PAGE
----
As Magnum closes in on their fifty year anniversary, they release a remarkably good 21st album. Let’s investigate.
There are few bands as dependable as UK’s Magnum. Seemingly incapable of releasing a bad album, especially since the reformation back in 2001, they have been going strong for almost fifty years if we don’t count the six year long hiatus. And with the last few albums all having been released in the first few months of the year, there frequently is something good to look forward to in what usually is a quiet time when it comes to new music. And fans of classic, bombastic rock can rejoice because The Serpent Rings is another home run for the English band.
Magnum is one of those bands who release albums that are instantly recognisable and familiar after one spin, giving you the feeling that you’ve known that brand-new album for years already. This is of course mainly due to Tony Clarkin’s songwriting, which is of course formulaic but also damn effective when it comes to writing enormously catchy melodic rockers. It also results in a discography that can feel same-y and have you end up being burnt out quickly on new releases even when there’s nothing wrong with them. For example, I have no desire to return to The Visitation (2011) or On the 13th Day (2012) any time soon, even though I enjoyed them at the time. What makes me revisit a Magnum album is the inclusion of two or three standout tracks, and for me, those albums lack moments like that. They’re not bad albums, but 2018’s Lost on the Road to Eternity has a couple of stunning songs on it that elevate the entire album to a higher level and give the impression of a return to form where there objectively is none.
The Serpent Rings, building on its predecessor, is stunning from beginning to end and already well on its way to being my favourite Magnum album since 2009’s Into the Valley of the Moonking. The songs are top-notch with only one or two tracks I could have done without. The most skippable song for me is the strangely ethereal Man, which somehow sounds more like a Steve Hackett B-side than a proper Magnum song. The star of the show is apparent from the very start and that’s vocalist Bob Catley who at 72 turns in a spectacularly driven performance throughout. There is an energy and aggression to his delivery on songs like Where Are You Eden? or You Can’t Run Faster Than Bullets that really works wonders on heavier tracks like that, whilst his harmonies and more melodic vocals on more bombastic stuff like Not Forgiven or the title track still sound as soothing and warm as ever. Of course, the high notes and the variation of the eighties are gone, but at his age Catley still sounds more than fine.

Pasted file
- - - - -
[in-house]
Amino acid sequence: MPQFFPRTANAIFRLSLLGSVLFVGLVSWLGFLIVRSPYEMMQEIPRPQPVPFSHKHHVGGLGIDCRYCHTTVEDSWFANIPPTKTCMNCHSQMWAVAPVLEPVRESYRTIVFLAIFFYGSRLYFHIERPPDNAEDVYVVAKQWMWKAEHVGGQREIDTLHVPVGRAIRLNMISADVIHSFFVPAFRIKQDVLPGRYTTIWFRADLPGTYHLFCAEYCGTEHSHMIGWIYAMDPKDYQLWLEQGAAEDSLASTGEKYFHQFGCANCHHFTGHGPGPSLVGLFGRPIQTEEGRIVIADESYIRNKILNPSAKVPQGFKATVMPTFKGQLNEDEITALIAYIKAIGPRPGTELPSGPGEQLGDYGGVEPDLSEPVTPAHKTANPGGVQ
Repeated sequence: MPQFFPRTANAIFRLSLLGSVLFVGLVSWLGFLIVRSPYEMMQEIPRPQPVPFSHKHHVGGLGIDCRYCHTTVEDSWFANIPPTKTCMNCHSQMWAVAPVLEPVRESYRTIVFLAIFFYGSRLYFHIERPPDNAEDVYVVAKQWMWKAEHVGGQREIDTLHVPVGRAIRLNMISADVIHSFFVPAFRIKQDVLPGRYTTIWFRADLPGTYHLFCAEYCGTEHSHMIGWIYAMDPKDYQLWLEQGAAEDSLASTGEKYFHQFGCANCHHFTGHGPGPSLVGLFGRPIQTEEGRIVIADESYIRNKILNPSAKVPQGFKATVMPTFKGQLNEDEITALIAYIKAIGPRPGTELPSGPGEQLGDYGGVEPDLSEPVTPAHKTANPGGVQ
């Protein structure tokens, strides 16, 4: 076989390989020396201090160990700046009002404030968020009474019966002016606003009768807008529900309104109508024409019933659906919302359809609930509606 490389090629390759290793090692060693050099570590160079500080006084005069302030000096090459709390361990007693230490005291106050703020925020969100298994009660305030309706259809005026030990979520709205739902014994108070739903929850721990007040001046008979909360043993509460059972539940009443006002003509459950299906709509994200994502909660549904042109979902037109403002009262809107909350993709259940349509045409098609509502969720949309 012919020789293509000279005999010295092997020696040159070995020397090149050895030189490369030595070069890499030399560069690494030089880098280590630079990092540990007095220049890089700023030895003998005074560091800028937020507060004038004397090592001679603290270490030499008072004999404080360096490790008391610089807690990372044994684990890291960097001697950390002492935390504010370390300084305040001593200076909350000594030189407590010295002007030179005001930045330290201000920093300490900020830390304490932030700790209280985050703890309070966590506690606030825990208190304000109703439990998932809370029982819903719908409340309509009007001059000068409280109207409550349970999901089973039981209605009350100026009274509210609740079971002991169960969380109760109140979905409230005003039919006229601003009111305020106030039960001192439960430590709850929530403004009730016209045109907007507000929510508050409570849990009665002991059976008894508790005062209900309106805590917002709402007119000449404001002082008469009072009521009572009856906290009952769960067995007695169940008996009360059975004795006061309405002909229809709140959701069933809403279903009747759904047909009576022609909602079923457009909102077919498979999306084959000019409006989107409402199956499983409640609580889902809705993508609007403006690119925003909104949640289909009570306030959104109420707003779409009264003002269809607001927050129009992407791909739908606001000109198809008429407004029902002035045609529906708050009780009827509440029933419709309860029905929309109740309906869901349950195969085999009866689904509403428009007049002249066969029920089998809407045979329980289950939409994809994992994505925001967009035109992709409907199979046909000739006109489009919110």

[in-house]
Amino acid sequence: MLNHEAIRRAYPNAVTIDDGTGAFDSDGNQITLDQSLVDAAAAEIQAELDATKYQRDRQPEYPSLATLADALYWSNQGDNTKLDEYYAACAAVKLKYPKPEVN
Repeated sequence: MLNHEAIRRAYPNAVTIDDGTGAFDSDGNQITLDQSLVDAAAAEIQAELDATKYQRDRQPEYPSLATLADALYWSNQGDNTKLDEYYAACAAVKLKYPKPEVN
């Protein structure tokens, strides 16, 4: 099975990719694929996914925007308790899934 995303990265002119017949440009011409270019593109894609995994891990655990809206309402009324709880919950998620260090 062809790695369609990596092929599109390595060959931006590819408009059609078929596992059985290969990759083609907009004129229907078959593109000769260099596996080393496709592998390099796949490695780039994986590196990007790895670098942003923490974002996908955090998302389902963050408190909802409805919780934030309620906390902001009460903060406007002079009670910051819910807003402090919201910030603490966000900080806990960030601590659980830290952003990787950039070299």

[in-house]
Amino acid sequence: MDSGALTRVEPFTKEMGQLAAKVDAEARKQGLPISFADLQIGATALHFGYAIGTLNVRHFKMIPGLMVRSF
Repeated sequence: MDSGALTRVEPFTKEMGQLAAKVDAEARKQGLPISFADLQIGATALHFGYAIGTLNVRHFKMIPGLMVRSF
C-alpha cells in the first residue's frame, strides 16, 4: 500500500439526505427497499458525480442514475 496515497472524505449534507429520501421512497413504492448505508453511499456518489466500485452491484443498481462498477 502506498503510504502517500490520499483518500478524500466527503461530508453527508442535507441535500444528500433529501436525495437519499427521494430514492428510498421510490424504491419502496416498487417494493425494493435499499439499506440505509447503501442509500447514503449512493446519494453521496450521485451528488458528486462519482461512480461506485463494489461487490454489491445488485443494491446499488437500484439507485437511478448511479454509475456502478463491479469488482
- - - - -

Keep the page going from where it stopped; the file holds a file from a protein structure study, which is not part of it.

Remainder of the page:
The songs on The Serpent Rings are as wonderful as Rodney Matthews’ cover art. Clarkin can probably write a good rock tune in his sleep by now, but most of the material here is a step up from the last few efforts, with great melodies, deft solos and memorable choruses all over the place. It’s hard to really point out highlights this time round as most songs have something going for them. The first three songs alone deliver in spades and I can’t remember the last Magnum album that opened this confidently, House of Kings surprises with some great brass work making it a fun counterpart to the brilliant title track before it. The quality never really dips until we get to the aforementioned Man. It’s not a bad song by any measure but it stands out like a sore thumb amongst the rest because it’s so different from them, being more proggy and experimental. The other song that’s not quite up to snuff is the good but ultimately unremarkable album closer Crimson on the White Sand. The brilliantly piano-driven The Last One on Earth would have been a better song to end things on.
Still, The Serpent Kings breezes past, making the running time of nearly an hour feel shorter than it actually is. For a band this far into their career to release an album this good is truly exceptional and it’s admirable to see Clarkin, Catley and company still put in the effort to deliver a quality rock album. Magnum’s 21st record is a triumph and sure to earn itself a spot in the lists when we review the highlights at the end of the year.
Label: SPV Steamhammer, 2020
- Where Are You Eden? (5:37)
- You Can’t Run Faster Than Bullets (5:40)
- Madman or Messiah (5:18)
- The Archway of Tears (6:21)
- Not Forgiven (5:48)
- The Serpent Rings (6:47)
- House of Kings (4:46)
- The Great Unknown (5:27)
- Man (5:31)
- The Last One on Earth (5:35)
- Crimson on the White Sand (4:53)
- Bob Catley – vocals
- Tony Clarkin – guitar
- Dennis Ward – bass guitar
- Rick Benton – keyboards
- Lee Morris – drums
Review by Ralph Plug